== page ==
Dennis had been looking for a job for months now and, after eighty some odd interviews, he began to question what he really wanted to do with himself. In college, Dennis thought he was all about his degree and was dead set on finding a career in his field of study. After graduation, however, that seemed like an impossible dream. He bused tables, went to trade school, and picked up a few skills which didn’t exactly pertain to his degree, but paid the bills for a short time. After losing his most recent job, Dennis was back to looking and had no luck. Bills were piling up, his credit card was maxed out, and with each passing day he thought about what life was really like in a city homeless shelter. It couldn’t be that bad compared to sleeping on a sidewalk, could it? More than the threat of losing his home and having no money, Dennis didn’t know what to do with himself, nor what to say about himself.
Employers asked him again and again, “What do you like to do in your spare time?”
They’d ask “Why do you want to work here? Why do you want this job?”
The answer was that he wanted to work, but that’s not what the brown-nosed company jackass wants to hear, no, they want you to throw all your passion, your heart and soul, behind the dead-end desk-monkey job you’ve applied for. Dennis was running out of ways to answer their questions without losing his cool and downright shouting at them that the only reason he was there was that he’d hoped to earn a paycheck. He’d do and say anything they asked him for a paycheck.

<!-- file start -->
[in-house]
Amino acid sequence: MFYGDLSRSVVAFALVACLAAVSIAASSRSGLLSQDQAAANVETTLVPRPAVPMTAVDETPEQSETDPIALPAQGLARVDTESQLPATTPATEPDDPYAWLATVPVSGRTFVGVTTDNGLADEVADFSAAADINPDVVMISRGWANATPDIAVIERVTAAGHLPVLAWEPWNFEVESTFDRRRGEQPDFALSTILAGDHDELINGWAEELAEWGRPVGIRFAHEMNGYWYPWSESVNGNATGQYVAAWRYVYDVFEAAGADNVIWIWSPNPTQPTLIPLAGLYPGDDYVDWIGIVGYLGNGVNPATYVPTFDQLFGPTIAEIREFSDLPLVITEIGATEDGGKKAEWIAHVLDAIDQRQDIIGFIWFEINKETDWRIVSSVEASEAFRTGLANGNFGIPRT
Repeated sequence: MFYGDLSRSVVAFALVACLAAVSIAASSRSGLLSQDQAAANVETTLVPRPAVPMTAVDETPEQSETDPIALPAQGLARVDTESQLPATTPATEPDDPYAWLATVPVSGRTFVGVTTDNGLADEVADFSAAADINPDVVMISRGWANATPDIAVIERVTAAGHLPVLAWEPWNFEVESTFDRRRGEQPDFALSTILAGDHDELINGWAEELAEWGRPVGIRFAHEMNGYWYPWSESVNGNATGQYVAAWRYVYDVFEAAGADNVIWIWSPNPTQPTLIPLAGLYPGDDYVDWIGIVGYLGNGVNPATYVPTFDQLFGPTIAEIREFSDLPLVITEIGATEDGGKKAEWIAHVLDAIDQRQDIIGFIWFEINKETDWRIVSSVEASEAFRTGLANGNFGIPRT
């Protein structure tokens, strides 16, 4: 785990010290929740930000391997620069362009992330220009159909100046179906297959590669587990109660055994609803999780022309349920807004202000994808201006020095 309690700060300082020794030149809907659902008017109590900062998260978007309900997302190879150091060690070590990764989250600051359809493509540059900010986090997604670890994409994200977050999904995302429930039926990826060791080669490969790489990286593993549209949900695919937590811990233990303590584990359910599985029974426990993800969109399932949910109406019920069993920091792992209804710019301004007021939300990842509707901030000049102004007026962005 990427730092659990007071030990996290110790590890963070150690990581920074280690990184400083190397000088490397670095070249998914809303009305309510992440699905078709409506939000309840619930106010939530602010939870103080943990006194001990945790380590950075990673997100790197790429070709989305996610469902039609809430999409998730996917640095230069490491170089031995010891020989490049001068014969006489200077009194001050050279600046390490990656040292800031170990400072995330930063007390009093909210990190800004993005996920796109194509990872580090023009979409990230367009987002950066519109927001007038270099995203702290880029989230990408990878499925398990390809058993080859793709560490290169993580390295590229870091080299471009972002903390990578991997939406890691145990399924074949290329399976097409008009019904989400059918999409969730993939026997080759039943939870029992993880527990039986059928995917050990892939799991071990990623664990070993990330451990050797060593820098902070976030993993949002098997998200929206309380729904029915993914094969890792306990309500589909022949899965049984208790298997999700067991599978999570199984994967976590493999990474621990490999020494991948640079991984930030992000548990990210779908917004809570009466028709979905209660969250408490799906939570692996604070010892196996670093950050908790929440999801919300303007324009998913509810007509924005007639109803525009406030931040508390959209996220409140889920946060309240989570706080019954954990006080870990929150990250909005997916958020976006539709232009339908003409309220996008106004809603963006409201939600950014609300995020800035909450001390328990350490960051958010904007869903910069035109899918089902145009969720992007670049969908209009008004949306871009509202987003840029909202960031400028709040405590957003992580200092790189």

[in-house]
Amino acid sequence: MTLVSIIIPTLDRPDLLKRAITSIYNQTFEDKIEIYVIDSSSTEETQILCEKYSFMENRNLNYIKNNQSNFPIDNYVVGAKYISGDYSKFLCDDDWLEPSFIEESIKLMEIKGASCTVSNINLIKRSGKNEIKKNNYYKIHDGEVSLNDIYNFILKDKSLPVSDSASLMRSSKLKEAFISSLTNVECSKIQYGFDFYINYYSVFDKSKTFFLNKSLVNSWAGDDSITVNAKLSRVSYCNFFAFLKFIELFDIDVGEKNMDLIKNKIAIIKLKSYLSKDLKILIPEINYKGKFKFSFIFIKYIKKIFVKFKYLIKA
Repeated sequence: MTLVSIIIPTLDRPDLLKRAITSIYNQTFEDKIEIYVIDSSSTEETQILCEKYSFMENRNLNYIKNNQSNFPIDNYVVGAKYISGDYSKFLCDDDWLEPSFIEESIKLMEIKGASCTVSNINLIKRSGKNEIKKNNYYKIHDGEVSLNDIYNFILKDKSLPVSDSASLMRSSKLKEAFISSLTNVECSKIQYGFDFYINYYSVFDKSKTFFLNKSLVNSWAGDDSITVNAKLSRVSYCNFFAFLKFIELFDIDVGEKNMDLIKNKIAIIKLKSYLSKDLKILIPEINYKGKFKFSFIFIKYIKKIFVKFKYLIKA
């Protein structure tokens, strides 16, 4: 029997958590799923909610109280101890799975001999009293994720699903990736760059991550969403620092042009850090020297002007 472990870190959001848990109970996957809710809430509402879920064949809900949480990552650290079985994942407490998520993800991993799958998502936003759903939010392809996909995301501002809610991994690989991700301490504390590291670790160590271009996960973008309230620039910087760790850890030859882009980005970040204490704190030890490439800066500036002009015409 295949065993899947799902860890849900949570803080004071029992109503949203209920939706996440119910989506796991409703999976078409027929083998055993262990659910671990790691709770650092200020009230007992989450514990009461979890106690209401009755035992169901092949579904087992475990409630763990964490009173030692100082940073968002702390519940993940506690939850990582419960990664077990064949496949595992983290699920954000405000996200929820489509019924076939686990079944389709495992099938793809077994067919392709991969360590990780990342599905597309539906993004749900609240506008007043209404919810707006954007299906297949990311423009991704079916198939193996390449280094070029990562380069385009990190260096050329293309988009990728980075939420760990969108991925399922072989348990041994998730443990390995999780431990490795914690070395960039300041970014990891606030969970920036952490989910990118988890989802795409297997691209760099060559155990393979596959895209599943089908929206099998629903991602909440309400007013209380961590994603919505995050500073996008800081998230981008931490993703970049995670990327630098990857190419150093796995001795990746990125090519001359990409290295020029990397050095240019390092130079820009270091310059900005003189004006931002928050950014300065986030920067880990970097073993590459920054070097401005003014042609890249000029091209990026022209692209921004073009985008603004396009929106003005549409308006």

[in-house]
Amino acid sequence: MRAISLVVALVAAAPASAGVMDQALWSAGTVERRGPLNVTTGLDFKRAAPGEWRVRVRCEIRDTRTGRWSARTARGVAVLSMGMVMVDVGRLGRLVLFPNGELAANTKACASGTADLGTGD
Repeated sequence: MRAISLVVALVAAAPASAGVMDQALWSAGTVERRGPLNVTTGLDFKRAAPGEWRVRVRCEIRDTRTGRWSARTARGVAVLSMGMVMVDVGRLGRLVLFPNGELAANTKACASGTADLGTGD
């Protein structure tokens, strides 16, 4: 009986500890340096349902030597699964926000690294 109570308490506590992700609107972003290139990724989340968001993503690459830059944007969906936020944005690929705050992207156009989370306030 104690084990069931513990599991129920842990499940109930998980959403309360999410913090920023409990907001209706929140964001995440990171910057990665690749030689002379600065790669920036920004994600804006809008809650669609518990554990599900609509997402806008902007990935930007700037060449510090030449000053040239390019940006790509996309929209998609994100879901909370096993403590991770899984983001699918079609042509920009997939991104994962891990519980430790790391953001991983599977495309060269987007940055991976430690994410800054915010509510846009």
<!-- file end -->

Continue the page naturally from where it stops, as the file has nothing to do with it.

Another day, another job search. Dennis booted up his computer and searched the dozen or so job databases he frequented and looked for anything which he hadn’t already put in his application. After a few minutes, something caught his eye.
“Hello and welcome to Cog In The Machine, your number one search engine for any and all opportunities in manufacturing and industry! The economy’s growing and demand for consumer goods is going up, up, up! Apply today, and please include dates and times when you’ll be available for an interview. No education, nor experience required.”
Dennis attached his resume and a short cover letter to the online application, sent it off, and continued his search without a second thought. Maybe it was a scam, or whoever had posted it wasn’t very used to advertising jobs for their company, or maybe the company was so desperate for employees, they’d take anyone. Dennis was not a bad employee, never having stolen from the work place nor been excessively late too often. He didn’t have a criminal record, nor any crippling disabilities and still, finding work was hard. The longest he’d searched had been the two years after college, during which he’d found nothing. During one interview, the interviewer even asked him what he’d done for those two years, and didn’t believe him when he told the truth; he’d been searching for jobs.
The next day, Dennis got a call. He had an interview set for later that week and, having applied for so many jobs in just a short amount of time, he wasn’t sure which job had called back. It didn’t matter, though, it was a job and he needed it. Dennis had to take a bus, then a train, transfer to another train, then walk for forty minutes to get to the address he’d been given in his confirmation email; Number 1, Cogs Plaza. The building itself was massive, covered in metal plates which seemed dull, muted, as though all of the shine had been taken from them, any light they’d reflect when the sun shone upon them seemed absorbed by a darkness that permeated the building and the empty field around it.